ATA Comments on VA’s Proposed Rule on Veterans’ Disability Benefits

The American Tinnitus Association (ATA) has posted a letter on its website, commenting on the Veterans Administration (VA) proposed rule that could reduce payments to veterans for conditions such as tinnitus and apnea. sleep (Schedule for Rating Disabilities Docket Number VA-2022-VBA-0009, February 15, 2022).

Related article: VA has an update for Disability benefits for tinnitus

An excerpt appears below:

For scientific and ethical reasons, the ATA strongly opposes the VA’s proposed rule that would eliminate tinnitus as a stand-alone disability by linking it to hearing loss for disability benefit purposes. The proposal would deny benefits to veterans with tinnitus unless they have non-compensable hearing loss. Veterans with tinnitus and compensable hearing loss would not receive compensation for their tinnitus. This proposed change would effectively reduce tinnitus as an independent condition, which is debilitating – distinct from hearing loss – for millions of people, while significantly reducing the future number of veterans with tinnitus who are eligible for benefits. Over time, the proposed change would reduce the number of VAs for tinnitus as a disability, without significantly addressing the needs of veterans with tinnitus, which continue to grow. Because the proposed change does not reflect current scientific understanding of the condition and research (https://pubmed.ncbi.nlm.nih.gov/27995315/), it appears to be a blatant attempt to cut costs at the expense of our veterans with tinnitus who depend on and deserve disability benefits.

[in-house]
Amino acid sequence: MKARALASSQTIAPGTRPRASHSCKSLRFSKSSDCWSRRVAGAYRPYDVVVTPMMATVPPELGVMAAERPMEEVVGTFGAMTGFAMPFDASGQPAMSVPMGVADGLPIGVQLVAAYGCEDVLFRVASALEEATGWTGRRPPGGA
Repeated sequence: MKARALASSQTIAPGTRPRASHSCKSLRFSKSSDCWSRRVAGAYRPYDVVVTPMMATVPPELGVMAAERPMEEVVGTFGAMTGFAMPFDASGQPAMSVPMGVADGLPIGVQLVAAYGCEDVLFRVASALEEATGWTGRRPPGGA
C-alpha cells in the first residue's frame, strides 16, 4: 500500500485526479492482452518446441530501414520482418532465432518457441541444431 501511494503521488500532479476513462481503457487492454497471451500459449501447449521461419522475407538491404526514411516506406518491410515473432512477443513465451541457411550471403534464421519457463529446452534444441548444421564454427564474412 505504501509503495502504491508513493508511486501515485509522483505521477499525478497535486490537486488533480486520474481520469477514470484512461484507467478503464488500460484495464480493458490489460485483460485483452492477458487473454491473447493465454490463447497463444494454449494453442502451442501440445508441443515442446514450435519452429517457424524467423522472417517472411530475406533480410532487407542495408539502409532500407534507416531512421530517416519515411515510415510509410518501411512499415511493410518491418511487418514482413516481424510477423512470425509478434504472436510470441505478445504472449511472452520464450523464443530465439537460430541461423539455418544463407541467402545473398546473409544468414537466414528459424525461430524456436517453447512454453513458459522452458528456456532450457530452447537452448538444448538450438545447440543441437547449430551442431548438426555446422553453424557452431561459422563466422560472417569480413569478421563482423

The letter authored by ATA Board Chairman David Hadley goes on to cite that more than 2 million veterans are receiving service-related disability for tinnitus as of 2020, making it the “main disability” for veterans after hearing loss. Tinnitus, on an autonomic basis, is also linked to sleep disturbances, anxiety, depression and concentration, according to the ATA. Hadley concludes by noting:

It is imperative to note that VA hospitals currently do not have adequate clinical services for tinnitus, which means veterans must seek services elsewhere, or they languish without proper care and support.

There is valuable federal, state, and private research being done on the causes of tinnitus and potential cures. Tinnitus must continue to be a stand-alone disability so that the search for cures and better treatments can continue based on accurate data on the number of veterans with tinnitus. By arbitrarily linking tinnitus to disability related to hearing loss, the number of tinnitus sufferers eligible for disability benefits would decrease even if the problem persists. This amounts to deliberately sweeping under the rug an important issue arising from military service.

Again, from a scientific and ethical point of view, it is wrong to classify tinnitus as hearing loss. The American Tinnitus Association strongly recommends that you continue to treat tinnitus as an independent disability. Our veterans deserve nothing less.

To read the letter in its entirety, please click here.

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